Learning to come when called, or recall to you, is one of the most important skills your dog can learn. But teaching a recall can be challenging, as dogs find so much of the world so interesting. Each time we ask our dog to come to us, we’re asking them to stop what they’re doing.
That means turning away from other interesting smells, dogs, and food, to come to us. As a result, to build a reliable recall, we must teach our dogs that being near us is the most fun thing they can do, not to mention, the thing that brings them the most rewards.
What Is A Reliable Recall?
Trainers will often throw around the phrase “reliable recall,” but what does that mean? Reliable recall means when you call your dog to come, you want to be 99.99% sure they are going to enthusiastically respond. Dogs are not robots, so there is never any guarantee that they will listen to your cue. But with a lifesaving skill like recall, we are working towards them being as consistent as possible.
Having a reliable recall is especially important if you want to allow your dog to run off-leash outside of a fenced yard or dog park. Even if your dog doesn’t go off-leash, reliable recall is an important skill for any dog in the event of an emergency.
Alternatives To Off-Leash Play
There’s no shame in keeping your dog on-leash if you aren’t confident in their recall. Some dogs will never have a recall that is safe or reliable in all situations, but they can still have fun. Instead, let them play in fenced areas or consider using a long leash. These may give your dog more opportunity to explore while keeping them safely leashed.
Regardless of how strong your dog’s recall is, it’s important to respect all local leash laws. This includes your front yard and anywhere else on your property that isn’t fenced. Laws are usually also in effect in local, state, and national parks. Respecting leash laws is an important part of helping your dog be a respectful member of your community.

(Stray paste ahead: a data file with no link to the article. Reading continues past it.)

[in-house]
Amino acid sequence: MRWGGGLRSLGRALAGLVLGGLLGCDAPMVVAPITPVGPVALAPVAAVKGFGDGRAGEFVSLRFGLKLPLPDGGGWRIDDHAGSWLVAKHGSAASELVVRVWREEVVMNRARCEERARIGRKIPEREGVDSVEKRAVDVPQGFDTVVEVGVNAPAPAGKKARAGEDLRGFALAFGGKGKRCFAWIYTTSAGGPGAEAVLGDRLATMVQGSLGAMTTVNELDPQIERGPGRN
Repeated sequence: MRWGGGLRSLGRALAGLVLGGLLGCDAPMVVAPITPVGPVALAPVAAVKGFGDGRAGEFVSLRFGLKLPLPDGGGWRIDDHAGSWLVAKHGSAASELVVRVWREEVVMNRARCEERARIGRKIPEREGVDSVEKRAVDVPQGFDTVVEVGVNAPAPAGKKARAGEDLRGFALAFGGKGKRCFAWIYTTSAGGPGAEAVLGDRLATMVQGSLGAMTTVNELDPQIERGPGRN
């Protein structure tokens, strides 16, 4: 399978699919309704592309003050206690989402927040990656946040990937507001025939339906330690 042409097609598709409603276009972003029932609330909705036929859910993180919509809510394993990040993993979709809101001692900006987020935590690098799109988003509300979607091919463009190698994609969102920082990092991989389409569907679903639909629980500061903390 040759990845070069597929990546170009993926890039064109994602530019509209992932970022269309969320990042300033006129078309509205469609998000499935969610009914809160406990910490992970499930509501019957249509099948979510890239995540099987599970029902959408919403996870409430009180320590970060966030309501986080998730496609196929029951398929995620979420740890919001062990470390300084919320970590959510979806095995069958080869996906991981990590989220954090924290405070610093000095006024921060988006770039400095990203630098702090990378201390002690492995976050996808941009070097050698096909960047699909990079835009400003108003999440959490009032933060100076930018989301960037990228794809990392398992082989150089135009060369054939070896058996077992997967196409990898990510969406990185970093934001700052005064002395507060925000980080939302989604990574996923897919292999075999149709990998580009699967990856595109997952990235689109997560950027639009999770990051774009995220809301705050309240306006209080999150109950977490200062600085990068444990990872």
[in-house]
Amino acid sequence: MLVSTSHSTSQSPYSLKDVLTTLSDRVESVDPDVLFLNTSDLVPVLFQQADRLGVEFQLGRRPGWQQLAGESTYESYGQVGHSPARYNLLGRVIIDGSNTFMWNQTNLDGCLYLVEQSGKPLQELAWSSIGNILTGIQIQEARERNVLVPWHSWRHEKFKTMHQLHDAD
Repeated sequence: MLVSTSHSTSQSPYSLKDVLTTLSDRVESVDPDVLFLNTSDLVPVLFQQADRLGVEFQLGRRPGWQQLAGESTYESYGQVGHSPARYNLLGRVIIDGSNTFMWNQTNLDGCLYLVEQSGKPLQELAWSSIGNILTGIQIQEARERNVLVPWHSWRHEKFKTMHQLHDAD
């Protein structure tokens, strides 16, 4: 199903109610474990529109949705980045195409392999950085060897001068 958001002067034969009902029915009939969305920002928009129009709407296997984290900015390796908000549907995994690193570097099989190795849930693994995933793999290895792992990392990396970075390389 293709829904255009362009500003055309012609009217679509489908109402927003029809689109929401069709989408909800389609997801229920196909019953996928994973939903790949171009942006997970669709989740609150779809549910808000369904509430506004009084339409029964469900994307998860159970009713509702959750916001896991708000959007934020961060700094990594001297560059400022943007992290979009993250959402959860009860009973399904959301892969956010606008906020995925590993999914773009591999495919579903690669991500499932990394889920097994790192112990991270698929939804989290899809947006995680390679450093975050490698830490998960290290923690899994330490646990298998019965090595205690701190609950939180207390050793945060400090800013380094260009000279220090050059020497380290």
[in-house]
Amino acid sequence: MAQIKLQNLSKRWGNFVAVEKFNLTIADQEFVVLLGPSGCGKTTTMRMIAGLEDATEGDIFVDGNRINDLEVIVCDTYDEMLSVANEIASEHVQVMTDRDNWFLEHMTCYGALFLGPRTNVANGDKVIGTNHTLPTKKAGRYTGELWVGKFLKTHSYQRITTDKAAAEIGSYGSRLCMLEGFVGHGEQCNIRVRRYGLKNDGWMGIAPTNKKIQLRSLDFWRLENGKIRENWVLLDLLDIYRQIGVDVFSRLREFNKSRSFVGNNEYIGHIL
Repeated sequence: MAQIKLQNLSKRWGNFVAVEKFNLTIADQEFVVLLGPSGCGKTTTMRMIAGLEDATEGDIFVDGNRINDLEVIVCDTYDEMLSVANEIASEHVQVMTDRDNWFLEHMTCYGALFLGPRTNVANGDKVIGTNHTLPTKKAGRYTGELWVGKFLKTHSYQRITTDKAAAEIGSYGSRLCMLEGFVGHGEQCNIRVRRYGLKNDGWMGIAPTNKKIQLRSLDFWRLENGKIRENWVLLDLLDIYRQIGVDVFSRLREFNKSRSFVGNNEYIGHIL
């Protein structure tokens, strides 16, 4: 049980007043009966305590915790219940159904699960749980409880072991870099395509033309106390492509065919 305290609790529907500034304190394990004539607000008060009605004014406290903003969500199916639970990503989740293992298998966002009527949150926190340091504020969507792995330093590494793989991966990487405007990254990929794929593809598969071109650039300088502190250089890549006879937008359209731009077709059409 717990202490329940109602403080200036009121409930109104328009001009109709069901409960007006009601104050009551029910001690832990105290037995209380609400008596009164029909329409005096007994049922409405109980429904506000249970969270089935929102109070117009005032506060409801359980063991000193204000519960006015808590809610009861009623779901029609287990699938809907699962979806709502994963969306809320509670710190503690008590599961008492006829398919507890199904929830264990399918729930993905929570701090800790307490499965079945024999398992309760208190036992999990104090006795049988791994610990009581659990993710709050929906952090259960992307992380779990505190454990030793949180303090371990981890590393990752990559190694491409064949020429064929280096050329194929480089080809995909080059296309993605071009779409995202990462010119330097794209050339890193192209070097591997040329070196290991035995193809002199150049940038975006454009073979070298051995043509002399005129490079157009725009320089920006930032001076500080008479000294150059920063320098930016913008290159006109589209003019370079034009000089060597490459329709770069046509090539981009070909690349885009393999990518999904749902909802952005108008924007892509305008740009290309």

An important part of teaching recall is to make training a game for your dog. You want your dog to think that coming and being near you is the best thing imaginable, full of fantastic treats and rewards.
Start your training in a slow, low-distraction environment, like inside your house. First, show your dog a toy or a treat, praise them as they are coming to you, then reward them. After a few repetitions, whenever your dog looks at you and starts to move towards you, add in your chosen verbal cue (come, here, etc.). Make sure to only add in the cue when you are confident your dog is moving towards you.
You can slowly up the ante by asking your dog to come before showing them the treat. But, be sure to reward with a high-value treat like chicken, cheese, or beef liver, when they get to you. Also, try slowly adding distance within your low-distraction environment.
Catch Me: While walking your dog on-leash, get their attention, then turn around and run a few steps. As your pup moves with you, say “come!” or whichever verbal recall cue you’re using. After a few steps, stop and reward with a treat or a toy. Make sure your dog is paying attention before you run, to ensure they don’t get yanked by the leash.